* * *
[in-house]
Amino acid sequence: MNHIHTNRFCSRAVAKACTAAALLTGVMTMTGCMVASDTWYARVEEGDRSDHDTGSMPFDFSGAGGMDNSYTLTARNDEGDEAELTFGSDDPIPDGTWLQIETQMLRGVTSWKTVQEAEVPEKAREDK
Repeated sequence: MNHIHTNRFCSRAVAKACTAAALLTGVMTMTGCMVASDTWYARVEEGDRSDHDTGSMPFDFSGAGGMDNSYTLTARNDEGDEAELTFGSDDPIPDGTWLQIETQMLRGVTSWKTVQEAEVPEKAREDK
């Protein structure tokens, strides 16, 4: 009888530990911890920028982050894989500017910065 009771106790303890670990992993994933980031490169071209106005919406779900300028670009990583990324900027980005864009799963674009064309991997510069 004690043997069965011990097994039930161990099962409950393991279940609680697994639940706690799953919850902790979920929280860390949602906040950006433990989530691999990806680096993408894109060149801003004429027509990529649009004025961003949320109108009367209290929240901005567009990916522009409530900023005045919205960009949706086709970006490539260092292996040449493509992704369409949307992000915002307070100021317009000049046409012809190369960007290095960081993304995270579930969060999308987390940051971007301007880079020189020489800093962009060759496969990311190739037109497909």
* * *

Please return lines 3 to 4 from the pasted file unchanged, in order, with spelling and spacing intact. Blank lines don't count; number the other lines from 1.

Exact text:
Repeated sequence: MNHIHTNRFCSRAVAKACTAAALLTGVMTMTGCMVASDTWYARVEEGDRSDHDTGSMPFDFSGAGGMDNSYTLTARNDEGDEAELTFGSDDPIPDGTWLQIETQMLRGVTSWKTVQEAEVPEKAREDK
């Protein structure tokens, strides 16, 4: 009888530990911890920028982050894989500017910065 009771106790303890670990992993994933980031490169071209106005919406779900300028670009990583990324900027980005864009799963674009064309991997510069 004690043997069965011990097994039930161990099962409950393991279940609680697994639940706690799953919850902790979920929280860390949602906040950006433990989530691999990806680096993408894109060149801003004429027509990529649009004025961003949320109108009367209290929240901005567009990916522009409530900023005045919205960009949706086709970006490539260092292996040449493509992704369409949307992000915002307070100021317009000049046409012809190369960007290095960081993304995270579930969060999308987390940051971007301007880079020189020489800093962009060759496969990311190739037109497909």